M. Night Shyamalan is responsible for the story behind this thriller. If you have ever watched anything of Shyamalan’s, chances are you were left going “Wow, what a great movie!” or “Huh? What was that even about?” I think he is, most of the time, a brilliant writer and director, and with this storyline he made me applaud his brilliance once again. Movies that have a good twist (can anyone say “Sixth Sense”?) are always something that a lot of people enjoy. “Devil” was full of ‘whodunits’ and a shocking storyline, including an awesome twist that left the theater gasping.

Despite being full of unknown actors, the characters were played to their full potential. You had the liar, the thief, the mysterious one, the one with a checkered past, and a creeper all being forced to share the same elevator. By the middle of the movie they are all accusing each other for the strange happenings going on in the elevator. At first it is small injuries that no one can explain, but one by one they slowly begin to die in gruesome waysbut only when the lights go off. As the lights come back on to reveal the murders, the characters are all left trusting no one and having to watch their backs. It turns into a thrilling game of cat and mouse and the viewer is left to speculate who is to blame for the kills.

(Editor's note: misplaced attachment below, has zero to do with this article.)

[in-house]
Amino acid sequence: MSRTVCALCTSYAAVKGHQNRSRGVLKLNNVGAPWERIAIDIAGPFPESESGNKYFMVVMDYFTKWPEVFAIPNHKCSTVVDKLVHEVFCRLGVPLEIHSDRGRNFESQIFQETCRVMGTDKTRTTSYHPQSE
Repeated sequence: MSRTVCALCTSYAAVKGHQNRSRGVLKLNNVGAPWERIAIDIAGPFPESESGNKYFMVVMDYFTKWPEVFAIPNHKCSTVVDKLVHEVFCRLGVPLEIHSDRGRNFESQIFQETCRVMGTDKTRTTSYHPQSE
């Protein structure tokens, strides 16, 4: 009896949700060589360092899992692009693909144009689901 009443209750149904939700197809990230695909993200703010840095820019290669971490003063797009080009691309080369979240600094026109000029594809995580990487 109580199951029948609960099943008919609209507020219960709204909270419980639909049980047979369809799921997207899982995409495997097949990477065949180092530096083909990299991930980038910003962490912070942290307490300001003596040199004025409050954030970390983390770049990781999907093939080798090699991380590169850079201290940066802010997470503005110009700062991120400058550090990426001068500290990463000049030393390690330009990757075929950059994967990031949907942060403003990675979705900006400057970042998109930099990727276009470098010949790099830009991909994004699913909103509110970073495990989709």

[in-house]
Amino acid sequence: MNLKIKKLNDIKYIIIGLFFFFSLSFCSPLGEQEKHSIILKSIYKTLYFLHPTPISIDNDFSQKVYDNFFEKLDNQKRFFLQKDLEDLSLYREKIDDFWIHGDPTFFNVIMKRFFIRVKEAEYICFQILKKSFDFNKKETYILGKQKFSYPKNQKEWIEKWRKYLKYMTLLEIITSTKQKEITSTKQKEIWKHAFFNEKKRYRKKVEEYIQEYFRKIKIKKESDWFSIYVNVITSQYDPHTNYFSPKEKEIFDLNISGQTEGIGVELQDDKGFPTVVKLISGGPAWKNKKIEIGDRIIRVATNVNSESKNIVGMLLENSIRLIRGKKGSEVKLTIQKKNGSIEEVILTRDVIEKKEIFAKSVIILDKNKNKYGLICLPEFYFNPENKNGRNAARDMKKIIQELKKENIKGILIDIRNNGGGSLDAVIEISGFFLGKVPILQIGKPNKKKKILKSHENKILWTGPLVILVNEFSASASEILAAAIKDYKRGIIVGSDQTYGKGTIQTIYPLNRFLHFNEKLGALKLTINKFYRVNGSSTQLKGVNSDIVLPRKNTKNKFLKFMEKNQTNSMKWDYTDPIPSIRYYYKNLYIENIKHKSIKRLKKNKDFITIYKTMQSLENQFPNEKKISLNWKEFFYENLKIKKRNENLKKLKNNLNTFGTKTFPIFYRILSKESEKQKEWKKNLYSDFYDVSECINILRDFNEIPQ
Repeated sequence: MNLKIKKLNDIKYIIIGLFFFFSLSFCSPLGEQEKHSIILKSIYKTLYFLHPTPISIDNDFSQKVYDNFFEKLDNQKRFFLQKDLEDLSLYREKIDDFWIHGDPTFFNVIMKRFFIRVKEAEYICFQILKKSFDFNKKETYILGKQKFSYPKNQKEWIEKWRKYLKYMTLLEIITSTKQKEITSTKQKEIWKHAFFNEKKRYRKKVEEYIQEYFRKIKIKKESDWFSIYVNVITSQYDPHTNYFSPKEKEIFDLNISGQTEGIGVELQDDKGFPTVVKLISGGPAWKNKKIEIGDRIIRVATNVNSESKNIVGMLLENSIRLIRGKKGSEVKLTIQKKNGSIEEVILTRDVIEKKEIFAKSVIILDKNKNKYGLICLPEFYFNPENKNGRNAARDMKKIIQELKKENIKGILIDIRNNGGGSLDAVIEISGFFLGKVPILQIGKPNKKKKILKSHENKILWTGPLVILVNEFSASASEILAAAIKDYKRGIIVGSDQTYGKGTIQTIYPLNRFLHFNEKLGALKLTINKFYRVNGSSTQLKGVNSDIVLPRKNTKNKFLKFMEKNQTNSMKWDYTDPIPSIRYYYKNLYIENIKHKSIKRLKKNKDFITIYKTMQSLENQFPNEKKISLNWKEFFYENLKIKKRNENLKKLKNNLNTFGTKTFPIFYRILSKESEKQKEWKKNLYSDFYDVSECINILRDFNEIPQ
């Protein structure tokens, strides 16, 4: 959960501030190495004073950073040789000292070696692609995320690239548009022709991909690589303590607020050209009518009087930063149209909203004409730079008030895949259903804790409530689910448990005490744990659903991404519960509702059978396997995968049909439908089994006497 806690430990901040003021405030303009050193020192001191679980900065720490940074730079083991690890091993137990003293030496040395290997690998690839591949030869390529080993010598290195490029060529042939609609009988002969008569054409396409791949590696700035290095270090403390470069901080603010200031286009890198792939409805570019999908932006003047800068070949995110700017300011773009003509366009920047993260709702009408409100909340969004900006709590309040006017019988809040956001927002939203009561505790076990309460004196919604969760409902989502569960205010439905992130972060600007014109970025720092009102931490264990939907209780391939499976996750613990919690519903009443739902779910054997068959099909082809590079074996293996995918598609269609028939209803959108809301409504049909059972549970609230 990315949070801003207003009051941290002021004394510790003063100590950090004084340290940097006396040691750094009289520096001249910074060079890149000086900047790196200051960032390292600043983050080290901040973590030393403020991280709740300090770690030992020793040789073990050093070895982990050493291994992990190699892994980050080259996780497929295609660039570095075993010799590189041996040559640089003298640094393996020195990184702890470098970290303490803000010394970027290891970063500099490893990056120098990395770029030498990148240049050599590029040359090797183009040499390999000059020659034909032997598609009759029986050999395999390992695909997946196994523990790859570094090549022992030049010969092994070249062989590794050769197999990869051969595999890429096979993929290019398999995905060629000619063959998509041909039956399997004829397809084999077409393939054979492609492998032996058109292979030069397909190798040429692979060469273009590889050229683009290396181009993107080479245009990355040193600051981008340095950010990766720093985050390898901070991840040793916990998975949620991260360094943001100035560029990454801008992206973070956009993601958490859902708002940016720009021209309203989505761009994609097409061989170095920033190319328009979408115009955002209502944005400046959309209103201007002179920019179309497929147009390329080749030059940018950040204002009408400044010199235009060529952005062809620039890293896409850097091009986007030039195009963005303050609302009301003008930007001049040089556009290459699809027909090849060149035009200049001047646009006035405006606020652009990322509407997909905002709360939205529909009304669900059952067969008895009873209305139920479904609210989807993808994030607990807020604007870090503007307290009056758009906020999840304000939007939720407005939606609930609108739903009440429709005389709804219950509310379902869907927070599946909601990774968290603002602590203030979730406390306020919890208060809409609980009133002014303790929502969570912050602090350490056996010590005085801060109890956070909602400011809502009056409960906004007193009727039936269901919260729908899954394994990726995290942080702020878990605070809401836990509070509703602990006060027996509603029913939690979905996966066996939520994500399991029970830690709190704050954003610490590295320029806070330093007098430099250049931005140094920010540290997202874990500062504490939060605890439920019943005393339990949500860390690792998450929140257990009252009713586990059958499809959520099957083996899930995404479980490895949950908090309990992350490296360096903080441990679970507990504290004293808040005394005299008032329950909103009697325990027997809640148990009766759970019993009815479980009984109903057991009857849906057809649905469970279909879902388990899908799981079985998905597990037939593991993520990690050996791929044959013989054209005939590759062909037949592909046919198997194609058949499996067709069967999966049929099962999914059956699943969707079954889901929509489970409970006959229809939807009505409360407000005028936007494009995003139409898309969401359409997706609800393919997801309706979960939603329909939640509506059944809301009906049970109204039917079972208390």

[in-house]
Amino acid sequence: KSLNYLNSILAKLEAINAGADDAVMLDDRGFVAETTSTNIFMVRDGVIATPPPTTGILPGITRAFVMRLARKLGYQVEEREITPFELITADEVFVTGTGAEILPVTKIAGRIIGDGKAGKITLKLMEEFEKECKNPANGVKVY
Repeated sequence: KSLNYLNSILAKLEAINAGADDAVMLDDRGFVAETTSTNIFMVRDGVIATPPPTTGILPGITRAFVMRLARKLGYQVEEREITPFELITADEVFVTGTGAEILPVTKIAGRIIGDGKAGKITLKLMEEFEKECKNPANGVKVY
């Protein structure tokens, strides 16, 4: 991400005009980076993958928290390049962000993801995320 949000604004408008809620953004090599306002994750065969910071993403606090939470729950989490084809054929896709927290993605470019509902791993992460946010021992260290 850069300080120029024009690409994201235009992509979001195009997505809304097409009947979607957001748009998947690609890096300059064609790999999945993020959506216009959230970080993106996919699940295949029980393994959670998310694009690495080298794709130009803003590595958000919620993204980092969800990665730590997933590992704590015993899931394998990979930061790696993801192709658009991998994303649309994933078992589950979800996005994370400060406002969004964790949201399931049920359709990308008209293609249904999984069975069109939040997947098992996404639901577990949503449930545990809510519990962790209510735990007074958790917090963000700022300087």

I did regret the trailer being a bit misleading with the whole horror theme since the only flash of the disturbing figure we see was in the preview. However, there is a scene in the movie that does evoke fear in viewers and brought the hairs up on the back of my neck. It is part of the twist and I am pretty sure the entire audience was shocked. The devil comes in many forms and this one was definitely not expected. This is where Shyamalan’s good storytelling comes into play as he creates a spine-tingling villain who should not disappoint horror fans. Regardless of the fact that this film is tagged as a horror flick, it had moments of depth where you were left thinking about the logistics of the story line. It made you question faith and how some people perceive it. There were ways that the characters were connected that were shocking when you found out. There were also many ways to comprehend the ending, and I found myself arguing with my fellow viewers. There was a reason all the people in the movie were present on that day and it is worth the watch to find out why. Do not expect too much of a horror flick, but do get caught up in the twists and turns of “Devil.”